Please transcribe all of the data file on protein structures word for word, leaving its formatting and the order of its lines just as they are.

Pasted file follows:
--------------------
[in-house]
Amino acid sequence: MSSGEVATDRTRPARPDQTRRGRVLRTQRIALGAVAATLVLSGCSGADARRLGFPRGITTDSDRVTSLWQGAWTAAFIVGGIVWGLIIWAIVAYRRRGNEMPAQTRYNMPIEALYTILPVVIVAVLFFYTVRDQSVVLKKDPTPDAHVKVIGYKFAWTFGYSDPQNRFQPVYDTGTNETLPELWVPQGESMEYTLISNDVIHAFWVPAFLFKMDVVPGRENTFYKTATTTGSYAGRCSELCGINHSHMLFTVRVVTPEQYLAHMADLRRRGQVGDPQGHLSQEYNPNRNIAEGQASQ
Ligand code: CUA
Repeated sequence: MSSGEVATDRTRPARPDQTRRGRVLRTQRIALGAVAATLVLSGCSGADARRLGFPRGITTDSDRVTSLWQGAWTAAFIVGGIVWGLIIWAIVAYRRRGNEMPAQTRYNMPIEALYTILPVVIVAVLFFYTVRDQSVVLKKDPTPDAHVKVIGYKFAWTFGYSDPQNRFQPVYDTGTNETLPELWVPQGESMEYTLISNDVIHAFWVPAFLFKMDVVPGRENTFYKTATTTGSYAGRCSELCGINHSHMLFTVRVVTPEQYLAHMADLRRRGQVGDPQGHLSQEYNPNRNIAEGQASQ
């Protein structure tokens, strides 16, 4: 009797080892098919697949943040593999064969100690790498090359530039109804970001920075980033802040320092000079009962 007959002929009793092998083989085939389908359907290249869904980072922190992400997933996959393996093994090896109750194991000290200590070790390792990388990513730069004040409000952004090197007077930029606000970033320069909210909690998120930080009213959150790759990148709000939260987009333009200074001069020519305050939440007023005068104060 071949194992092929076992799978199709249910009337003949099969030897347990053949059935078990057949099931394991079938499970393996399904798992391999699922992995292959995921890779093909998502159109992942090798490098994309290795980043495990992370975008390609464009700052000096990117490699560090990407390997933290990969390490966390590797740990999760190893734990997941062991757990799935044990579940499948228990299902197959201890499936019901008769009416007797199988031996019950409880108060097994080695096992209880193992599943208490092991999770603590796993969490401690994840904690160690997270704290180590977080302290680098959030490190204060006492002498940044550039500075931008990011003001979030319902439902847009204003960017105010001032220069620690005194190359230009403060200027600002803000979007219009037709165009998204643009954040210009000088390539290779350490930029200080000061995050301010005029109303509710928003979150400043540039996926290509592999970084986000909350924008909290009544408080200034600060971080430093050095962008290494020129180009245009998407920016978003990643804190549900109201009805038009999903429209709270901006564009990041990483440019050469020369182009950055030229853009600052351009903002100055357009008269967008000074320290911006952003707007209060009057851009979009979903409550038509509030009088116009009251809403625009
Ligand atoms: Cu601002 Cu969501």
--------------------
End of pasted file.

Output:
[in-house]
Amino acid sequence: MSSGEVATDRTRPARPDQTRRGRVLRTQRIALGAVAATLVLSGCSGADARRLGFPRGITTDSDRVTSLWQGAWTAAFIVGGIVWGLIIWAIVAYRRRGNEMPAQTRYNMPIEALYTILPVVIVAVLFFYTVRDQSVVLKKDPTPDAHVKVIGYKFAWTFGYSDPQNRFQPVYDTGTNETLPELWVPQGESMEYTLISNDVIHAFWVPAFLFKMDVVPGRENTFYKTATTTGSYAGRCSELCGINHSHMLFTVRVVTPEQYLAHMADLRRRGQVGDPQGHLSQEYNPNRNIAEGQASQ
Ligand code: CUA
Repeated sequence: MSSGEVATDRTRPARPDQTRRGRVLRTQRIALGAVAATLVLSGCSGADARRLGFPRGITTDSDRVTSLWQGAWTAAFIVGGIVWGLIIWAIVAYRRRGNEMPAQTRYNMPIEALYTILPVVIVAVLFFYTVRDQSVVLKKDPTPDAHVKVIGYKFAWTFGYSDPQNRFQPVYDTGTNETLPELWVPQGESMEYTLISNDVIHAFWVPAFLFKMDVVPGRENTFYKTATTTGSYAGRCSELCGINHSHMLFTVRVVTPEQYLAHMADLRRRGQVGDPQGHLSQEYNPNRNIAEGQASQ
């Protein structure tokens, strides 16, 4: 009797080892098919697949943040593999064969100690790498090359530039109804970001920075980033802040320092000079009962 007959002929009793092998083989085939389908359907290249869904980072922190992400997933996959393996093994090896109750194991000290200590070790390792990388990513730069004040409000952004090197007077930029606000970033320069909210909690998120930080009213959150790759990148709000939260987009333009200074001069020519305050939440007023005068104060 071949194992092929076992799978199709249910009337003949099969030897347990053949059935078990057949099931394991079938499970393996399904798992391999699922992995292959995921890779093909998502159109992942090798490098994309290795980043495990992370975008390609464009700052000096990117490699560090990407390997933290990969390490966390590797740990999760190893734990997941062991757990799935044990579940499948228990299902197959201890499936019901008769009416007797199988031996019950409880108060097994080695096992209880193992599943208490092991999770603590796993969490401690994840904690160690997270704290180590977080302290680098959030490190204060006492002498940044550039500075931008990011003001979030319902439902847009204003960017105010001032220069620690005194190359230009403060200027600002803000979007219009037709165009998204643009954040210009000088390539290779350490930029200080000061995050301010005029109303509710928003979150400043540039996926290509592999970084986000909350924008909290009544408080200034600060971080430093050095962008290494020129180009245009998407920016978003990643804190549900109201009805038009999903429209709270901006564009990041990483440019050469020369182009950055030229853009600052351009903002100055357009008269967008000074320290911006952003707007209060009057851009979009979903409550038509509030009088116009009251809403625009
Ligand atoms: Cu601002 Cu969501």